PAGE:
Endobronchial occlusion with one-way endobronchial valves: A novel technique for persistent air leaks in children

Jennifer Toth, Abigail B. Podany, Michael F. Reed, Dorothy Rocourt, Christopher R. Gilbert, Mary Catherine Santos, Robert Cilley, Peter Dillon

Research output: Contribution to journalArticlepeer-review

29 Scopus citations


Purpose: In children, persistent air leaks can result from pulmonary infection or barotrauma.Management strategies include surgery, prolonged pleural drainage, ventilator manipulation, and extracorporeal membrane oxygenation (ECMO). We report the use of endobronchial valve placement as an effective minimally invasive intervention for persistent air leaks in children. Methods: Children with refractory prolonged air leaks were evaluated by a multidisciplinary team (pediatric surgery, interventional pulmonology, pediatric intensive care, and thoracic surgery) for endobronchial valve placement. Flexible bronchoscopy was performed, and air leak location was isolated with balloon occlusion. Retrievable one-way endobronchial valves were placed. Results: Four children (16months to 16 years) had prolonged air leaks following necrotizing pneumonia (2), lobectomy (1), and pneumatocele (1). Patients had 1-4 valves placed. Average time to air leak resolution was 12 days (range 0-39). Average duration to chest tube removal was 25 days (range 7-39). All four children had complete resolution of air leaks. All were discharged from the hospital. None required additional surgical interventions. Conclusion: Endobronchial valve placement for prolonged air leaks owing to a variety of etiologies was effective in these children for treating air leaks, and their use may result in resolution of fistulae and avoidance of the morbidity of pulmonary surgery.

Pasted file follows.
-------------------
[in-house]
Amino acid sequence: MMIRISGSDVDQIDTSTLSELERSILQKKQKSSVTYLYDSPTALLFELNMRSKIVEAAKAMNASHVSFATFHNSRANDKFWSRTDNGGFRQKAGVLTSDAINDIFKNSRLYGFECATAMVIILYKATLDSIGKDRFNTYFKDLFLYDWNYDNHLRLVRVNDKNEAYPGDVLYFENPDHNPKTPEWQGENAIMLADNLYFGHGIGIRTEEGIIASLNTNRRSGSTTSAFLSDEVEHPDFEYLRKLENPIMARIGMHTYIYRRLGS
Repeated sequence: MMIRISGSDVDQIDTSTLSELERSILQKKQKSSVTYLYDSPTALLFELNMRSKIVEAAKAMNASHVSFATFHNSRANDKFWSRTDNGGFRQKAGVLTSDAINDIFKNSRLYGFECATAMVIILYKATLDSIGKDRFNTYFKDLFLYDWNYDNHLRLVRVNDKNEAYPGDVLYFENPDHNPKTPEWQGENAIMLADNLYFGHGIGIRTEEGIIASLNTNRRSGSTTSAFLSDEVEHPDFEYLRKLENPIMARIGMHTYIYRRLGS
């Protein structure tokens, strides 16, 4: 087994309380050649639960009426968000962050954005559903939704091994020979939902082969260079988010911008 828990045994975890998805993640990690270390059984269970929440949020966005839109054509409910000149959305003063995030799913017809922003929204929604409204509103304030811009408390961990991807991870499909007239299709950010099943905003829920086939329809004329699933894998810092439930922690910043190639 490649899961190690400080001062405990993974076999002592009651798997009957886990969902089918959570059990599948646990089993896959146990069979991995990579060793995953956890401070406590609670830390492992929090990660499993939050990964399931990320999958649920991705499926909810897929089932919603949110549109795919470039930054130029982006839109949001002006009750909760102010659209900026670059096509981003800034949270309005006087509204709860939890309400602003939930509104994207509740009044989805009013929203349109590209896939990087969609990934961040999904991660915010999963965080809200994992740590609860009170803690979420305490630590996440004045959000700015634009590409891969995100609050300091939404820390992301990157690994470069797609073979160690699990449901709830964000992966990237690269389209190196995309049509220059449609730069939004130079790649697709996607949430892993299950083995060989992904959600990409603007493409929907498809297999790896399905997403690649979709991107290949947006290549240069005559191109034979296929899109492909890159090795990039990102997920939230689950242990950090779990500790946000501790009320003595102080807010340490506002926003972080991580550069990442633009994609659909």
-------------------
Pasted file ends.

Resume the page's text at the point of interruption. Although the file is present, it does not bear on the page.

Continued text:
Original languageEnglish (US)
Pages (from-to)82-85
Number of pages4
JournalJournal of pediatric surgery
Issue number1
StatePublished - 2015

All Science Journal Classification (ASJC) codes

  • Surgery
  • Pediatrics, Perinatology, and Child Health


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